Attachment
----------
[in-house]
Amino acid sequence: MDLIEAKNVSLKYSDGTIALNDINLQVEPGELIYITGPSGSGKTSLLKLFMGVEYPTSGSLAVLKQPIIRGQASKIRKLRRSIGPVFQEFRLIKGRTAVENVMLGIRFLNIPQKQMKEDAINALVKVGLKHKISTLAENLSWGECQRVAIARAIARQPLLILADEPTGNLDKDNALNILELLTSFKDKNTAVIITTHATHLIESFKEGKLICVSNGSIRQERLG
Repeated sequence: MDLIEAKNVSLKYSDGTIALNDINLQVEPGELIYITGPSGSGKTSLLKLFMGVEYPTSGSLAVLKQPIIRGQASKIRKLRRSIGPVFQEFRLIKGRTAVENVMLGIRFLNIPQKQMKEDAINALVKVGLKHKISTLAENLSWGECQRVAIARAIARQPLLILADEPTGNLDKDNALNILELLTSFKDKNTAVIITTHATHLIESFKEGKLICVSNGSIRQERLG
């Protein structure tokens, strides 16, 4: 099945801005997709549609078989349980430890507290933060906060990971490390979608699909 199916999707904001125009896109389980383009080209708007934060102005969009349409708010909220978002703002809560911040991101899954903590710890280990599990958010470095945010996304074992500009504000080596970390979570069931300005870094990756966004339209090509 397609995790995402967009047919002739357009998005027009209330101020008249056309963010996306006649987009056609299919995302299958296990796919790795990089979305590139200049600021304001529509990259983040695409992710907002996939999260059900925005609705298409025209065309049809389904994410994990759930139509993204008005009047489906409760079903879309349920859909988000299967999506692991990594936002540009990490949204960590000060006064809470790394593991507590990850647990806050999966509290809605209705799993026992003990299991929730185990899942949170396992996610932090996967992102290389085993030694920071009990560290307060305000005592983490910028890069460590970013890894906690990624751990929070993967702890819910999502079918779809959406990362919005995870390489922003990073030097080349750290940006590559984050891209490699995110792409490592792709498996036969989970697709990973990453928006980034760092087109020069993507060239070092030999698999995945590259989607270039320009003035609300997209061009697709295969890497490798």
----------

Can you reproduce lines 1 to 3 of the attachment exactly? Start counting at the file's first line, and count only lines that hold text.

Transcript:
[in-house]
Amino acid sequence: MDLIEAKNVSLKYSDGTIALNDINLQVEPGELIYITGPSGSGKTSLLKLFMGVEYPTSGSLAVLKQPIIRGQASKIRKLRRSIGPVFQEFRLIKGRTAVENVMLGIRFLNIPQKQMKEDAINALVKVGLKHKISTLAENLSWGECQRVAIARAIARQPLLILADEPTGNLDKDNALNILELLTSFKDKNTAVIITTHATHLIESFKEGKLICVSNGSIRQERLG
Repeated sequence: MDLIEAKNVSLKYSDGTIALNDINLQVEPGELIYITGPSGSGKTSLLKLFMGVEYPTSGSLAVLKQPIIRGQASKIRKLRRSIGPVFQEFRLIKGRTAVENVMLGIRFLNIPQKQMKEDAINALVKVGLKHKISTLAENLSWGECQRVAIARAIARQPLLILADEPTGNLDKDNALNILELLTSFKDKNTAVIITTHATHLIESFKEGKLICVSNGSIRQERLG